Getting into Grade 9

For 75 years Ontario students had to pass demanding provincial exams to get into high school. Preparation was rigorous and it was widely believed rural teachers weren’t up to the job.

March 24, 2020 | | Historic Hills

For 75 years Ontario students had to pass demanding provincial exams to get into high school. Preparation was rigorous and it was widely believed rural teachers weren’t up to the job.

The front page of the Erin Advocate on July 17, 1909 published a list of names many local citizens had been waiting for. These were the students in Erin Township who had passed the high school entrance examinations written a month before. Every community newspaper in these hills ran the exam results on the front page, but in Erin that year it’s safe to assume the list provoked a particular feeling of satisfaction, maybe even a whiff of smugness. Thirty candidates had passed. Some passes were always expected at the public school in the village itself (there were five), but this time even tiny one-room schools like S.S. #3 Binkham and #8 Greenock had scored a success.

iStock Photo 908317982

iStock Photo 908317982

There was reason to be proud. Positive results had been delivered for several years in a row now in Erin Township, raising public confidence in the township’s teachers and schools. That had not always been the case.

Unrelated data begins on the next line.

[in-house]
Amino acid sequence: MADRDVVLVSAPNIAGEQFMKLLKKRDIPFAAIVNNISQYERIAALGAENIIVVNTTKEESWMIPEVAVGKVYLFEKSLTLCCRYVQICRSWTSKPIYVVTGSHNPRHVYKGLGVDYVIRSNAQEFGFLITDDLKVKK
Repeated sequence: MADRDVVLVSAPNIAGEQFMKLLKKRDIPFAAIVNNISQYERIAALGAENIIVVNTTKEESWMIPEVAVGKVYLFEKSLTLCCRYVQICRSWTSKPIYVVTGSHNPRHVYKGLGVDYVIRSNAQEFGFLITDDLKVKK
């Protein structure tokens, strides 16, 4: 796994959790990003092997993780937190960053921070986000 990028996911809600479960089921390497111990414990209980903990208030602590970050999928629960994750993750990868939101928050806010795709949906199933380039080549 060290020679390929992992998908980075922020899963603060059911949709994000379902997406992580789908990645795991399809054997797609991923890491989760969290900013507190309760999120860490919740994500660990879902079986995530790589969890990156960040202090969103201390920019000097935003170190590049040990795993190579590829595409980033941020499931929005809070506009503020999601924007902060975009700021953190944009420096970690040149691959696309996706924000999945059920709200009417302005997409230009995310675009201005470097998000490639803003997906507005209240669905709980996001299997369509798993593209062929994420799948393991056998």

Outside of Erin village, all the schools in the township were basic one-room, one-teacher operations, and from the time “The Entrance” was established in the mid-1870s, passes at such schools were hard to achieve. And not just in Erin. Few rural schools in the province had the resources or, more important, a teacher with the background and training to get students ready for the challenge.

How challenging?

These exams were no walk in the park. Consider this question on the 1875 geography exam: “Name the inland counties of Ontario lying to the west of the meridian of Toronto and give their chief towns.” It’s a straightforward test of specific knowledge – but only if a teacher had taught it (or a student had gleaned it from a textbook, if the school had one).